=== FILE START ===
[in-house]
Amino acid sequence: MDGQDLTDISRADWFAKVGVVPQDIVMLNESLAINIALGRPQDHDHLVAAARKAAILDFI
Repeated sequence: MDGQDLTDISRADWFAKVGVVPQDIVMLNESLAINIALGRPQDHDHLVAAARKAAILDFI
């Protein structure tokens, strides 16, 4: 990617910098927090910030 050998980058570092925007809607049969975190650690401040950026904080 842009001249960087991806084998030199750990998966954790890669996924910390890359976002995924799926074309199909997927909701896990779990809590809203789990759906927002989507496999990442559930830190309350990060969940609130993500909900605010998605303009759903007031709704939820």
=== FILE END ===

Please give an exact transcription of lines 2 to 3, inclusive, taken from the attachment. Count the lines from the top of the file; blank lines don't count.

Amino acid sequence: MDGQDLTDISRADWFAKVGVVPQDIVMLNESLAINIALGRPQDHDHLVAAARKAAILDFI
Repeated sequence: MDGQDLTDISRADWFAKVGVVPQDIVMLNESLAINIALGRPQDHDHLVAAARKAAILDFI